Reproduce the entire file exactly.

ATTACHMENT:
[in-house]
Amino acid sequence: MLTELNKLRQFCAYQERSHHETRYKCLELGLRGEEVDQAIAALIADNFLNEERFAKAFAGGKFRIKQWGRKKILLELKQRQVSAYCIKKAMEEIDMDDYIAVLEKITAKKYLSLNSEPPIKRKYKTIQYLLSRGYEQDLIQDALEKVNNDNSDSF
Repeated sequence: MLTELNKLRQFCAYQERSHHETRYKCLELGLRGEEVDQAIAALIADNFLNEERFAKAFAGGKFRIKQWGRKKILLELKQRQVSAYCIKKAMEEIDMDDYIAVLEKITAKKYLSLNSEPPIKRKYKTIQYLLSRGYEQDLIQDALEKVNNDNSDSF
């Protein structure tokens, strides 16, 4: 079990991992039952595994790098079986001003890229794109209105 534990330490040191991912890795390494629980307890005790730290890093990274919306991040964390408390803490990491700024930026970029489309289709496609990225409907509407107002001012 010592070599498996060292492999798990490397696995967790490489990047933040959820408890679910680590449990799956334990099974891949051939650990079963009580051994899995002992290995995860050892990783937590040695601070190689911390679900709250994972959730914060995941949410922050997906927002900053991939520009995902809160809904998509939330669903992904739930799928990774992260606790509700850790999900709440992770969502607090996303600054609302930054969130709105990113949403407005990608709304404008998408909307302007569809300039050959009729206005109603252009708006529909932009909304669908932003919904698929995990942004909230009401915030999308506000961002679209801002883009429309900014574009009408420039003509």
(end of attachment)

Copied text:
[in-house]
Amino acid sequence: MLTELNKLRQFCAYQERSHHETRYKCLELGLRGEEVDQAIAALIADNFLNEERFAKAFAGGKFRIKQWGRKKILLELKQRQVSAYCIKKAMEEIDMDDYIAVLEKITAKKYLSLNSEPPIKRKYKTIQYLLSRGYEQDLIQDALEKVNNDNSDSF
Repeated sequence: MLTELNKLRQFCAYQERSHHETRYKCLELGLRGEEVDQAIAALIADNFLNEERFAKAFAGGKFRIKQWGRKKILLELKQRQVSAYCIKKAMEEIDMDDYIAVLEKITAKKYLSLNSEPPIKRKYKTIQYLLSRGYEQDLIQDALEKVNNDNSDSF
């Protein structure tokens, strides 16, 4: 079990991992039952595994790098079986001003890229794109209105 534990330490040191991912890795390494629980307890005790730290890093990274919306991040964390408390803490990491700024930026970029489309289709496609990225409907509407107002001012 010592070599498996060292492999798990490397696995967790490489990047933040959820408890679910680590449990799956334990099974891949051939650990079963009580051994899995002992290995995860050892990783937590040695601070190689911390679900709250994972959730914060995941949410922050997906927002900053991939520009995902809160809904998509939330669903992904739930799928990774992260606790509700850790999900709440992770969502607090996303600054609302930054969130709105990113949403407005990608709304404008998408909307302007569809300039050959009729206005109603252009708006529909932009909304669908932003919904698929995990942004909230009401915030999308506000961002679209801002883009429309900014574009009408420039003509």